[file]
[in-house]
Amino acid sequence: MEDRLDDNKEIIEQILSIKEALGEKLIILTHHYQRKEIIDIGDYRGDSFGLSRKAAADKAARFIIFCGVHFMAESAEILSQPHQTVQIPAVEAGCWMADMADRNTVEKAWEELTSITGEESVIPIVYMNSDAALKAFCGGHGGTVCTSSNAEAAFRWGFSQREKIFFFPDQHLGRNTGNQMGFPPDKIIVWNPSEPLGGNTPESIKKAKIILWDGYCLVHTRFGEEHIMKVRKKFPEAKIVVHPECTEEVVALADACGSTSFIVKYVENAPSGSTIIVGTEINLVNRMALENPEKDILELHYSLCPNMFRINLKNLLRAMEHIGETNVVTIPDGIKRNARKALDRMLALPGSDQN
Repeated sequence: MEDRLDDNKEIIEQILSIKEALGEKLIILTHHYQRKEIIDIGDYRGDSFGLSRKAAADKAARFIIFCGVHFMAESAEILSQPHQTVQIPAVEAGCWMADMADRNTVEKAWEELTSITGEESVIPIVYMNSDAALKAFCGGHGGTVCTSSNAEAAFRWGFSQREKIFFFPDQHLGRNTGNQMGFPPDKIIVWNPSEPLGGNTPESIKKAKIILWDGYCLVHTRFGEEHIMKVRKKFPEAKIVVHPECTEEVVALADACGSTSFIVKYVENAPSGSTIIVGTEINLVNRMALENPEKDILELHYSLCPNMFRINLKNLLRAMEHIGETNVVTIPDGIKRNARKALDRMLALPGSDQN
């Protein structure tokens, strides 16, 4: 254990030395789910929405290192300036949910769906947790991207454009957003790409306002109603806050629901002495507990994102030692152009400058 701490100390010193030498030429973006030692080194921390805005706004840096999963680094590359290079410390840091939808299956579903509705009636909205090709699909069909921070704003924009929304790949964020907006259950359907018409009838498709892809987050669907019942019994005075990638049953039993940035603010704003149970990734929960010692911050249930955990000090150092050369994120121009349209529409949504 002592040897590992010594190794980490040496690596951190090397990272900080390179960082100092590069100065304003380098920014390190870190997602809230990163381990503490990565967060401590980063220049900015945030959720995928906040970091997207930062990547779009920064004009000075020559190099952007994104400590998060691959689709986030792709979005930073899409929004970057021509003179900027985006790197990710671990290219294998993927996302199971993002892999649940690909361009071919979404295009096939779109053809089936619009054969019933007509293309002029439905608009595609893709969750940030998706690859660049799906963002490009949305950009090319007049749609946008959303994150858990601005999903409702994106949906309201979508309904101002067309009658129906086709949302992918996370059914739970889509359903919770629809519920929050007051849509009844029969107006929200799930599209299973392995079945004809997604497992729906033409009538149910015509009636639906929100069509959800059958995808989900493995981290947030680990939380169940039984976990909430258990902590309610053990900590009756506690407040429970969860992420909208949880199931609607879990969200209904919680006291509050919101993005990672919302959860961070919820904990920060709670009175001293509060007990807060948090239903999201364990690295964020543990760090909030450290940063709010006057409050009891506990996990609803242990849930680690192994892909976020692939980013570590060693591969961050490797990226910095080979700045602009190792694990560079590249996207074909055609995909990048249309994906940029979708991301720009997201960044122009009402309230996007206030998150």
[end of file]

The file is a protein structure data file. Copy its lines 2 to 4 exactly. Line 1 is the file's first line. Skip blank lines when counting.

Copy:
Amino acid sequence: MEDRLDDNKEIIEQILSIKEALGEKLIILTHHYQRKEIIDIGDYRGDSFGLSRKAAADKAARFIIFCGVHFMAESAEILSQPHQTVQIPAVEAGCWMADMADRNTVEKAWEELTSITGEESVIPIVYMNSDAALKAFCGGHGGTVCTSSNAEAAFRWGFSQREKIFFFPDQHLGRNTGNQMGFPPDKIIVWNPSEPLGGNTPESIKKAKIILWDGYCLVHTRFGEEHIMKVRKKFPEAKIVVHPECTEEVVALADACGSTSFIVKYVENAPSGSTIIVGTEINLVNRMALENPEKDILELHYSLCPNMFRINLKNLLRAMEHIGETNVVTIPDGIKRNARKALDRMLALPGSDQN
Repeated sequence: MEDRLDDNKEIIEQILSIKEALGEKLIILTHHYQRKEIIDIGDYRGDSFGLSRKAAADKAARFIIFCGVHFMAESAEILSQPHQTVQIPAVEAGCWMADMADRNTVEKAWEELTSITGEESVIPIVYMNSDAALKAFCGGHGGTVCTSSNAEAAFRWGFSQREKIFFFPDQHLGRNTGNQMGFPPDKIIVWNPSEPLGGNTPESIKKAKIILWDGYCLVHTRFGEEHIMKVRKKFPEAKIVVHPECTEEVVALADACGSTSFIVKYVENAPSGSTIIVGTEINLVNRMALENPEKDILELHYSLCPNMFRINLKNLLRAMEHIGETNVVTIPDGIKRNARKALDRMLALPGSDQN
């Protein structure tokens, strides 16, 4: 254990030395789910929405290192300036949910769906947790991207454009957003790409306002109603806050629901002495507990994102030692152009400058 701490100390010193030498030429973006030692080194921390805005706004840096999963680094590359290079410390840091939808299956579903509705009636909205090709699909069909921070704003924009929304790949964020907006259950359907018409009838498709892809987050669907019942019994005075990638049953039993940035603010704003149970990734929960010692911050249930955990000090150092050369994120121009349209529409949504 002592040897590992010594190794980490040496690596951190090397990272900080390179960082100092590069100065304003380098920014390190870190997602809230990163381990503490990565967060401590980063220049900015945030959720995928906040970091997207930062990547779009920064004009000075020559190099952007994104400590998060691959689709986030792709979005930073899409929004970057021509003179900027985006790197990710671990290219294998993927996302199971993002892999649940690909361009071919979404295009096939779109053809089936619009054969019933007509293309002029439905608009595609893709969750940030998706690859660049799906963002490009949305950009090319007049749609946008959303994150858990601005999903409702994106949906309201979508309904101002067309009658129906086709949302992918996370059914739970889509359903919770629809519920929050007051849509009844029969107006929200799930599209299973392995079945004809997604497992729906033409009538149910015509009636639906929100069509959800059958995808989900493995981290947030680990939380169940039984976990909430258990902590309610053990900590009756506690407040429970969860992420909208949880199931609607879990969200209904919680006291509050919101993005990672919302959860961070919820904990920060709670009175001293509060007990807060948090239903999201364990690295964020543990760090909030450290940063709010006057409050009891506990996990609803242990849930680690192994892909976020692939980013570590060693591969961050490797990226910095080979700045602009190792694990560079590249996207074909055609995909990048249309994906940029979708991301720009997201960044122009009402309230996007206030998150």